The 11th album by these beloved sons of the Dirty South finds a great American band at their peak. The laser focus of principle singer-songwriters Mike Cooley and Patterson Hood on political issues like the Confederate flag, police killings, gun control, and racism gives American Band its mule-kick power. The record leads off with “Roman Casiano,” which is about a young immigrant who was murdered 75 years ago by Harlan Carter, who would one day lead the NRA. (Carter never served jail time for the murder.) “What It Means” is a simple yet powerful response to police shootings of unarmed African-Americans in 2014, events that both Hood and Cooley cite as the catalyst for the blunt approach on this release. “Surrender Under Protest” and “Darkened Flags On The Cusp of Dawn” finds Cooley and Hood addressing the confederate flag controversy. On “Once They Banned Imagine,” Cooley writes about Clear Channel’s head-scratching decision following 9/11 to put John Lennon’s Imagine on a list of banned songs. The musical style may be somewhat tamer on this release, less Alabama ass whuppin’ and more introspection and sadness, but the result is no less intense. As Mike Cooley says, “No bones about it…I wanted to piss off the assholes.” – MIKE WALSH
The Glowing Man
(Young God Records)
The Glowing Man is the final installment of what has proven to be a stunningly prolific and creative stretch for Michael Gira’s latest iteration of Swans. Having revived Swans in 2010 with the excellent My Father Will Guide Me Up a Rope to the Sky after a lengthy period of inactivity, Gira’s vision grew exponentially in scope with every subsequent release, his soundscapes rich with layered repetition and terrifying crescendos. Over the course of its almost 2-hour runtime, The Glowing Man constantly challenge listeners, tempting accusations of pretension and self-indulgence with lengthy intros (“Cloud of Unknowing”) and a penchant for compositional ruts (“The World Looks Red/The World Looks Black”). But, for all its excesses, the album pulses with unbridled energy and a seemingly limitless imagination, ideas that result in something enormous and distinct. Yes, The Glowing Man is a heavy listen, but only if you mean heavy on reward. – SEAN CALDWELL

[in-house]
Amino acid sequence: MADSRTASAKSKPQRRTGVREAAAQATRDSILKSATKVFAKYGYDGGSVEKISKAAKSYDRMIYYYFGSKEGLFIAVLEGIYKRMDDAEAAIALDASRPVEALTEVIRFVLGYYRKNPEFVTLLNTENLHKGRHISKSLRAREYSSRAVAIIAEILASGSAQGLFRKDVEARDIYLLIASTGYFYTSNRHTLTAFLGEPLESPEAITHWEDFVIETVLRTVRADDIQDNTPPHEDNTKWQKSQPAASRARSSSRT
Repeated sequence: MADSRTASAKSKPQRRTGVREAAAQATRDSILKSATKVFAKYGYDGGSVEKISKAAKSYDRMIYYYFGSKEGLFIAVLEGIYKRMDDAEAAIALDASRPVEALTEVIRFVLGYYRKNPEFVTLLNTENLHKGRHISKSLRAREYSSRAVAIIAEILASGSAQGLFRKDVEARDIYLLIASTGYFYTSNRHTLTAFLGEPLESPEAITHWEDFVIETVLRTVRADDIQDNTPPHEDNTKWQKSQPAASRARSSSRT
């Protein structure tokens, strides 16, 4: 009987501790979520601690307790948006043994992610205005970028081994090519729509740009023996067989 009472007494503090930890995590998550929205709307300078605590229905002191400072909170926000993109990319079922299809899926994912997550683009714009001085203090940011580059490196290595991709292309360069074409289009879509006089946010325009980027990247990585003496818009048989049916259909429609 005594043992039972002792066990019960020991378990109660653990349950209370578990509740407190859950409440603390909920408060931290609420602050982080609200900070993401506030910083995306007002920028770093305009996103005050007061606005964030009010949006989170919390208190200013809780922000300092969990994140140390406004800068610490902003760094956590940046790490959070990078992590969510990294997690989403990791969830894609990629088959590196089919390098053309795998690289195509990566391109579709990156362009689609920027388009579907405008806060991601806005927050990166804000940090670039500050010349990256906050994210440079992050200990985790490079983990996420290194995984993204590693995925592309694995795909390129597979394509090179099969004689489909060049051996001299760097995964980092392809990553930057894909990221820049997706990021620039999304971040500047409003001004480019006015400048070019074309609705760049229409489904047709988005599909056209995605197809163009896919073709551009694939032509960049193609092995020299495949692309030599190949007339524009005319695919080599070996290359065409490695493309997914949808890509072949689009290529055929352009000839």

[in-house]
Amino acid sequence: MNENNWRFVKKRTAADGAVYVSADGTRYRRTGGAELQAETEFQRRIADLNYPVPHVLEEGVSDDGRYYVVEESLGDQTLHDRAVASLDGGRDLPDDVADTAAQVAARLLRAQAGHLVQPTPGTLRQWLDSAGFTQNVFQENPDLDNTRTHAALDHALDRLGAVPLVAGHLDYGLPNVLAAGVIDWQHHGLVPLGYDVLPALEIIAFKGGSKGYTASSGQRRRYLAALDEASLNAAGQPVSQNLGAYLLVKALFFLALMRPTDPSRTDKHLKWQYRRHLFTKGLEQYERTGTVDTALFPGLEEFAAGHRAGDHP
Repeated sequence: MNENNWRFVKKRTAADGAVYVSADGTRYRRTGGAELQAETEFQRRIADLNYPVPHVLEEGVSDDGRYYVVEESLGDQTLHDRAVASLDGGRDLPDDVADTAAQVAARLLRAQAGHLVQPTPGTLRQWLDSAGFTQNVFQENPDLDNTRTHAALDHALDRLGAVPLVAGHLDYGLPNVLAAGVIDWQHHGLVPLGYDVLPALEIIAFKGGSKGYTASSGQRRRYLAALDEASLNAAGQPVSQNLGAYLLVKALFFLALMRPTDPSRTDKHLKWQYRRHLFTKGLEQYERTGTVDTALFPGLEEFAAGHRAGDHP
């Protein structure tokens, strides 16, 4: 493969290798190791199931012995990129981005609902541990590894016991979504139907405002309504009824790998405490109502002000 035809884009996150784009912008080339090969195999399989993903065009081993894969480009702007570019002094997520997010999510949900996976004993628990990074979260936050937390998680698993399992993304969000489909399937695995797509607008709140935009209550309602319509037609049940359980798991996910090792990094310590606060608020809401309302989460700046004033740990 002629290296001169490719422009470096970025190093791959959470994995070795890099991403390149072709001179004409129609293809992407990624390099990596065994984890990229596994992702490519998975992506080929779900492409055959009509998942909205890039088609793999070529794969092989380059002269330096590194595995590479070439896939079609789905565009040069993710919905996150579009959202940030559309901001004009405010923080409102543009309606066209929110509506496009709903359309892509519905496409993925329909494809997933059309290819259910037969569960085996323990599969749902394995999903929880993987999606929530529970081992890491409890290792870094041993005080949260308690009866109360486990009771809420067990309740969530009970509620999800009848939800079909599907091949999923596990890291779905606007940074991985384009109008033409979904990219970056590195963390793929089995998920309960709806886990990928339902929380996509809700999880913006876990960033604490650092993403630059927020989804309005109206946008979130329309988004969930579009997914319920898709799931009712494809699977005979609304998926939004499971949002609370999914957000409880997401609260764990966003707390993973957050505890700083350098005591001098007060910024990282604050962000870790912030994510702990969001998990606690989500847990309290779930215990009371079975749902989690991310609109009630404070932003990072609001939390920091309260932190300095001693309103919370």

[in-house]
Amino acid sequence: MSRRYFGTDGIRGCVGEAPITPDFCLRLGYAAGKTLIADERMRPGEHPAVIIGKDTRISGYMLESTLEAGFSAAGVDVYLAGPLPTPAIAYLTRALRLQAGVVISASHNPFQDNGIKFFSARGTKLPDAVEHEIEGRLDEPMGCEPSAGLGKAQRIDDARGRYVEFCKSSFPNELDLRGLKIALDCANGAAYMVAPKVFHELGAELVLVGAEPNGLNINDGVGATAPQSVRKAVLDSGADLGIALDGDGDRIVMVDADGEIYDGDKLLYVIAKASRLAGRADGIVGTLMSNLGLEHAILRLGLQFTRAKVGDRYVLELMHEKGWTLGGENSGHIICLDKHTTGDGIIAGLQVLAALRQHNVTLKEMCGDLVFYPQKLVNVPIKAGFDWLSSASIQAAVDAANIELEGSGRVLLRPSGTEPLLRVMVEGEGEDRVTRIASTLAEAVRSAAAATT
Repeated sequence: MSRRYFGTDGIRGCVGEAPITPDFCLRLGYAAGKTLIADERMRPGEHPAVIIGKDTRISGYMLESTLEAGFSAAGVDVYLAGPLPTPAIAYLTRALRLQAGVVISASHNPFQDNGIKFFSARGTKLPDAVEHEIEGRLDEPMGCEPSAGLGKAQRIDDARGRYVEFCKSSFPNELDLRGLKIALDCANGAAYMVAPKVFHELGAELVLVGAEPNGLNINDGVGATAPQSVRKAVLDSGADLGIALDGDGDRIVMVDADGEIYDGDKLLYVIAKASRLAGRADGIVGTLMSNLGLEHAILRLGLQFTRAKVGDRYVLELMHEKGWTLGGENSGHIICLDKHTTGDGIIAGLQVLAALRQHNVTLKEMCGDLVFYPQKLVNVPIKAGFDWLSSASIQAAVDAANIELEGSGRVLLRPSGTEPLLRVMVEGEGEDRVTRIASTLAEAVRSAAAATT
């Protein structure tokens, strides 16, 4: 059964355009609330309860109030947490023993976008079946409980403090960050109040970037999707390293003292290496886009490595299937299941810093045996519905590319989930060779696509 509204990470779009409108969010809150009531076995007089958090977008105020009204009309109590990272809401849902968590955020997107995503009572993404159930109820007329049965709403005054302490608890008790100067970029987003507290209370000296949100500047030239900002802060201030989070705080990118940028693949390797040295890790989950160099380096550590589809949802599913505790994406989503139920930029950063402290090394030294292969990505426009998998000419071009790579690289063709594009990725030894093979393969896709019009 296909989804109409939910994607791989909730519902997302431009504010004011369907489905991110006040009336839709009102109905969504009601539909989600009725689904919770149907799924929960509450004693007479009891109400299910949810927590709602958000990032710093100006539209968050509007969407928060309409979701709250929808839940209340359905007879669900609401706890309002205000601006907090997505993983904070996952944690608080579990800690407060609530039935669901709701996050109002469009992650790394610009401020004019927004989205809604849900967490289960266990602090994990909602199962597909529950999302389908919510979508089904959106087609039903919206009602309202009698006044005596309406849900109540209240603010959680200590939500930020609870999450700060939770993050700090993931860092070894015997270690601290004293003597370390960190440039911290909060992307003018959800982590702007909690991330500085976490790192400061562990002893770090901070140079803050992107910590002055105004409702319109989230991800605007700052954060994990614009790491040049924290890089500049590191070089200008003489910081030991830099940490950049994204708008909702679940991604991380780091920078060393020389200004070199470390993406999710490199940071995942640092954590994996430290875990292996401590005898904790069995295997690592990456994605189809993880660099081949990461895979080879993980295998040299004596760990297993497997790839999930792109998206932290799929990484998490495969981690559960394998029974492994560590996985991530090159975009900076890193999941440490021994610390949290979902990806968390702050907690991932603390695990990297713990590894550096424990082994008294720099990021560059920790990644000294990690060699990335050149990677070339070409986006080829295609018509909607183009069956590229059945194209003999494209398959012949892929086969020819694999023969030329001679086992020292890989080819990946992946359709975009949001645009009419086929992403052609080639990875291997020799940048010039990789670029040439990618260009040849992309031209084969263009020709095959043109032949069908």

A Sailor’s Guide To Earth
A Sailor’s Guide to Earth retains all of the strengths of Sturgill Simpson’s 2014 breakout Metamodern Sounds in Country Music — the big Waylon Jennings baritone, the tearjerkers, and the relentless existential strife, but it also includes a few take-no-prisoners rockin’ raveups and some Memphis soul and funk. Throw in a couple concepts and a Nirvana cover, and you’ve got a stew that works surprisingly well within the country framework of his music. A Sailor’s Guide is a letter to Simpson’s newborn son. The first song, “Welcome to Earth (Pollywog),” is Simpson’s lullaby/apology to his son for not being at home with him more. Simspon’s heartache is wrenching on this and other songs to his newborn. He folds this concept around a nautical motif, his yearning for home wrapped up in the stress of a sailor’s life. Turns out that Simpson spent several years in the Navy traversing the seas, so he experienced the pitfalls of such a life. Somehow these two concepts make sense within Simpson’s music. This is Simpson’s first release on a major label, and he used the label backing to bring in the Dap-Kings, who appear on about half the songs. It was a wise decision. The up-tempo horns provide relief from Simpson’s downer inclinations and merge surprisingly well with Dan Dugmore’s ever-present and ass-kicking slide. The other charming surprise is Simpson’s cover of Nirvana’s “In Bloom.” Simpson’s gentle reading gives that classic a new perspective and power — a young boy seeking his place in the world. Imagine George Jones singing Kurt Cobain. Memories are made of this. – MIKE WALSH